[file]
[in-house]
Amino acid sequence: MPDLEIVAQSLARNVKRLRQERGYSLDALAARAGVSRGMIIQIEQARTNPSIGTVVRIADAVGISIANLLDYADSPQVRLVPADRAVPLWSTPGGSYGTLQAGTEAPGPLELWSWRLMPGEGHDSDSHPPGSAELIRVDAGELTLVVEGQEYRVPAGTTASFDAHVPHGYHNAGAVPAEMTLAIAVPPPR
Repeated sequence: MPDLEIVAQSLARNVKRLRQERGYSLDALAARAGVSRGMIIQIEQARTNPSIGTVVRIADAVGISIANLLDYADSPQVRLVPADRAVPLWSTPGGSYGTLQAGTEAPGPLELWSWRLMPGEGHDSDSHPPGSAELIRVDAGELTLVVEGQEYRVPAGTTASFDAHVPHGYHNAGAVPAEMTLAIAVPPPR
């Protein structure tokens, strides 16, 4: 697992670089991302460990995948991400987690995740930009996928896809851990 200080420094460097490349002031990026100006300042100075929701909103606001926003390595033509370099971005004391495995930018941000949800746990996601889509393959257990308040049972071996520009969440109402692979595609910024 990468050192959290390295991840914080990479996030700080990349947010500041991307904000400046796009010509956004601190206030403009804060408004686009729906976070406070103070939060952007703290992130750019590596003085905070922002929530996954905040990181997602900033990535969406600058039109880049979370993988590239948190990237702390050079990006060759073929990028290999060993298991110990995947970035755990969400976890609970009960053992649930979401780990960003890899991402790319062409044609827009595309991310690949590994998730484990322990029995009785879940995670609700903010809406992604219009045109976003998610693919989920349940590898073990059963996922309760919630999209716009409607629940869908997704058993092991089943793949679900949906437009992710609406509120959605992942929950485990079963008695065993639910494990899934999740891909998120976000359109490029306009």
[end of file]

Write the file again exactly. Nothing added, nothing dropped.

[in-house]
Amino acid sequence: MPDLEIVAQSLARNVKRLRQERGYSLDALAARAGVSRGMIIQIEQARTNPSIGTVVRIADAVGISIANLLDYADSPQVRLVPADRAVPLWSTPGGSYGTLQAGTEAPGPLELWSWRLMPGEGHDSDSHPPGSAELIRVDAGELTLVVEGQEYRVPAGTTASFDAHVPHGYHNAGAVPAEMTLAIAVPPPR
Repeated sequence: MPDLEIVAQSLARNVKRLRQERGYSLDALAARAGVSRGMIIQIEQARTNPSIGTVVRIADAVGISIANLLDYADSPQVRLVPADRAVPLWSTPGGSYGTLQAGTEAPGPLELWSWRLMPGEGHDSDSHPPGSAELIRVDAGELTLVVEGQEYRVPAGTTASFDAHVPHGYHNAGAVPAEMTLAIAVPPPR
């Protein structure tokens, strides 16, 4: 697992670089991302460990995948991400987690995740930009996928896809851990 200080420094460097490349002031990026100006300042100075929701909103606001926003390595033509370099971005004391495995930018941000949800746990996601889509393959257990308040049972071996520009969440109402692979595609910024 990468050192959290390295991840914080990479996030700080990349947010500041991307904000400046796009010509956004601190206030403009804060408004686009729906976070406070103070939060952007703290992130750019590596003085905070922002929530996954905040990181997602900033990535969406600058039109880049979370993988590239948190990237702390050079990006060759073929990028290999060993298991110990995947970035755990969400976890609970009960053992649930979401780990960003890899991402790319062409044609827009595309991310690949590994998730484990322990029995009785879940995670609700903010809406992604219009045109976003998610693919989920349940590898073990059963996922309760919630999209716009409607629940869908997704058993092991089943793949679900949906437009992710609406509120959605992942929950485990079963008695065993639910494990899934999740891909998120976000359109490029306009």